Dont Baffle Me - Talk to Me
Congratulations, all you Internet marketing people you. You now command a whopping 3% of total advertising and marketing budget. Hey, it's better than, well...2%. And the number is trending higher. That's good too.
But what if I told you that people spend nearly as much time on the web as they do in front of the television?
Did you know that TV commands almost 40% of all ad spending, while the web gets only 3%? How about newspapers? Businesses spend almost as much on newspaper ads as television, but guess what? Consumers spend less than 10% of their time reading newspapers.
Clearly, if you judge just by the numbers, the web is underfunded. Why?
I have a theory: to most business decision-makers, the people who sell the web channel are geeks. They talk in web jargon and acronyms. For example, if I was a business owner (which I am) and had an inkling that email marketing might be successful for my business (which I do) and called an Internet marketing consultant to meet with me, here's what I might hear:
"Thank you for calling me in. What we provide is an ASP email solution that has easy-to-use WYSIWYG tools which, in addition to providing you outstanding content management, tracks click-throughs, white list status, and user conversions in real-time."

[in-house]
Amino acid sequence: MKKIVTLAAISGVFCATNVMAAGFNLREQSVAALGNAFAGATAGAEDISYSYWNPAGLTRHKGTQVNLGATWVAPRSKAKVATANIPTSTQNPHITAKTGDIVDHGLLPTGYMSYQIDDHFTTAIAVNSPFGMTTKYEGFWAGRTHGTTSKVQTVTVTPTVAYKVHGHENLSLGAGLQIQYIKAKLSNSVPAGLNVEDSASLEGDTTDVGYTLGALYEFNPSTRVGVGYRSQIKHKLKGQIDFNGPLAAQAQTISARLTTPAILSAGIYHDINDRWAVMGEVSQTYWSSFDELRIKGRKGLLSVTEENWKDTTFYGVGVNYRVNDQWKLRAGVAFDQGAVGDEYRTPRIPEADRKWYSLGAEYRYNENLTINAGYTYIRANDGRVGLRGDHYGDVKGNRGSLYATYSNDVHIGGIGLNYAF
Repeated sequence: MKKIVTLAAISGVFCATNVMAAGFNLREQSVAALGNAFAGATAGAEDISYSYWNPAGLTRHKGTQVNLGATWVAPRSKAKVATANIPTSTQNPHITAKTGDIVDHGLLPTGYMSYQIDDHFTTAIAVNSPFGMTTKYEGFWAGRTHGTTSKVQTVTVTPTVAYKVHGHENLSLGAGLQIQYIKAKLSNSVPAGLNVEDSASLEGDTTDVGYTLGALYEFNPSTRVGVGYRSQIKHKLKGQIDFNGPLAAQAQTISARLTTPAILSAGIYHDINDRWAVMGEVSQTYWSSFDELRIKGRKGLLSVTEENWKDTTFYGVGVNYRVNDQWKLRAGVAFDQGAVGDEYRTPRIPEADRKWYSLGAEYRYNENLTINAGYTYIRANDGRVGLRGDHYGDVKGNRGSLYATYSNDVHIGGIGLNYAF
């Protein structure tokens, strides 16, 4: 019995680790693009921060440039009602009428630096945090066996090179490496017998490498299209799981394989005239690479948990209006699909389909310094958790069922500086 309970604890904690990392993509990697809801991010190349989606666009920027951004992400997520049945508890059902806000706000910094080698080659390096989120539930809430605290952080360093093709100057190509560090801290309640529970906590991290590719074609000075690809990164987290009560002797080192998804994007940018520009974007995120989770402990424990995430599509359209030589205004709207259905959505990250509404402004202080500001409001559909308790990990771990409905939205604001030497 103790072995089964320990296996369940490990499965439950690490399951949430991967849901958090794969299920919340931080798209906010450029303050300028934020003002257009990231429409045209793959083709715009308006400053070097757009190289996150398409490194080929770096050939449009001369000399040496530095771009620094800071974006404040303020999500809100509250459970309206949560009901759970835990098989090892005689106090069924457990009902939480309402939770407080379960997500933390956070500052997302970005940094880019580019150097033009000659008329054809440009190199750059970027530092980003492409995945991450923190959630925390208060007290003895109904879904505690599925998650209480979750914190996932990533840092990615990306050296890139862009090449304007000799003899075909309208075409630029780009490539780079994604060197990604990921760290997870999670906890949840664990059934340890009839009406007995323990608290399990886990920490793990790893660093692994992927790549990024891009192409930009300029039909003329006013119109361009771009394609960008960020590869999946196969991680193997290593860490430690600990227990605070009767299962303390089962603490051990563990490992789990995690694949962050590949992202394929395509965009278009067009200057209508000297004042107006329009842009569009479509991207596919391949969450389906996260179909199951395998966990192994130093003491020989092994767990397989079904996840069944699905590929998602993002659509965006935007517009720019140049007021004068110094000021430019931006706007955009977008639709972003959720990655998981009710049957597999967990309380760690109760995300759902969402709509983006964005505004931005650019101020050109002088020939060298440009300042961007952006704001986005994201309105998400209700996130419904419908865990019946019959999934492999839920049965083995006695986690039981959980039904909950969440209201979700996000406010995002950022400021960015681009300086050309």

As a business decision-maker, I think: What did that geek just say to me?
Or let's take search marketing: "Sir, I'd like to talk to you about how we can dynamically measure your keyword PPC programs within the Google AdWords or Overture network to, again, track real-time user conversions using state-of-the-art web analytics systems, which, by the way, are an ASP model so your IT guys don't have to get involved. Isn't that great!?!?!"
Yeah. Not so great, pal, because YOU'RE NOT TALKING TO ME!
And we wonder why web marketing might be underfunded? The fledgling field is so proud of itself for its snazzy lingo and sizzling software that it's forgotten that this is just marketing -- only possibly a whole lot better in many ways than traditional marketing.
To get decision-makers fired up about investing in the Internet marketing channel, strip out the jargon and the acronyms and get down to business. If you do so, then you've finally got what everyone wants to buy: better marketing. Instead of selling "conversions" and "ASPs" -- which have no language connections to traditional advertising and marketing -- talk in real business language. A conversion is a sale or a lead. A user is a customer. Keywords are just words and language. Every Internet t erm has a seasoned business equivalent. Use them.
If we want to justify more than a 3% budget allocation for our web marketing efforts (which we can and should), then we need to talk about business in language that decision-makers use everyday. And whatever you do, if you say "it's just marketing" then don't make it sound like IT.
Until next month,
Andrew determines Cicerons strategic direction and leads the team in its ongoing quest for client success on the Internet. His 10 years of experience in Internet marketing provides a perspective that combines visionary creativity with common business sense.